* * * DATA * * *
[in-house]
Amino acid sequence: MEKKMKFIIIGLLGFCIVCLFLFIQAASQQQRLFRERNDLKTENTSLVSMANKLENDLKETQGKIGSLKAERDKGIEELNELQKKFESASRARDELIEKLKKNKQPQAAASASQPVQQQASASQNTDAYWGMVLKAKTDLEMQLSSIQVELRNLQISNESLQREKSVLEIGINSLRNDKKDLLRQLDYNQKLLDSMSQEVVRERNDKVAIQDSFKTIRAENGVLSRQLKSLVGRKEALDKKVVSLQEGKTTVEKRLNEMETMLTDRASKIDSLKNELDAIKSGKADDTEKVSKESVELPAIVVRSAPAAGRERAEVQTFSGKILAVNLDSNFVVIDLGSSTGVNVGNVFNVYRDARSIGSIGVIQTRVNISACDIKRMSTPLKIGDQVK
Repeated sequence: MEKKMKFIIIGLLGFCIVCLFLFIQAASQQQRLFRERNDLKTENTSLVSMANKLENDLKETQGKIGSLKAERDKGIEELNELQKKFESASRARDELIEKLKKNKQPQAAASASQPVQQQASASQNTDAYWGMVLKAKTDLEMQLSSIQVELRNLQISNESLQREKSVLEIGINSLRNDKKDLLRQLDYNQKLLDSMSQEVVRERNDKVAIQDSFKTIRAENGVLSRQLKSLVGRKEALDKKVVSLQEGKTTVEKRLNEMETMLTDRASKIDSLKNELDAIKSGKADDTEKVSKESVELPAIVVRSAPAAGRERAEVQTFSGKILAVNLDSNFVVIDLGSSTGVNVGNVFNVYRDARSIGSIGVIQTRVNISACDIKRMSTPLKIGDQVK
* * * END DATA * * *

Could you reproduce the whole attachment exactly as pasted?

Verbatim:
[in-house]
Amino acid sequence: MEKKMKFIIIGLLGFCIVCLFLFIQAASQQQRLFRERNDLKTENTSLVSMANKLENDLKETQGKIGSLKAERDKGIEELNELQKKFESASRARDELIEKLKKNKQPQAAASASQPVQQQASASQNTDAYWGMVLKAKTDLEMQLSSIQVELRNLQISNESLQREKSVLEIGINSLRNDKKDLLRQLDYNQKLLDSMSQEVVRERNDKVAIQDSFKTIRAENGVLSRQLKSLVGRKEALDKKVVSLQEGKTTVEKRLNEMETMLTDRASKIDSLKNELDAIKSGKADDTEKVSKESVELPAIVVRSAPAAGRERAEVQTFSGKILAVNLDSNFVVIDLGSSTGVNVGNVFNVYRDARSIGSIGVIQTRVNISACDIKRMSTPLKIGDQVK
Repeated sequence: MEKKMKFIIIGLLGFCIVCLFLFIQAASQQQRLFRERNDLKTENTSLVSMANKLENDLKETQGKIGSLKAERDKGIEELNELQKKFESASRARDELIEKLKKNKQPQAAASASQPVQQQASASQNTDAYWGMVLKAKTDLEMQLSSIQVELRNLQISNESLQREKSVLEIGINSLRNDKKDLLRQLDYNQKLLDSMSQEVVRERNDKVAIQDSFKTIRAENGVLSRQLKSLVGRKEALDKKVVSLQEGKTTVEKRLNEMETMLTDRASKIDSLKNELDAIKSGKADDTEKVSKESVELPAIVVRSAPAAGRERAEVQTFSGKILAVNLDSNFVVIDLGSSTGVNVGNVFNVYRDARSIGSIGVIQTRVNISACDIKRMSTPLKIGDQVK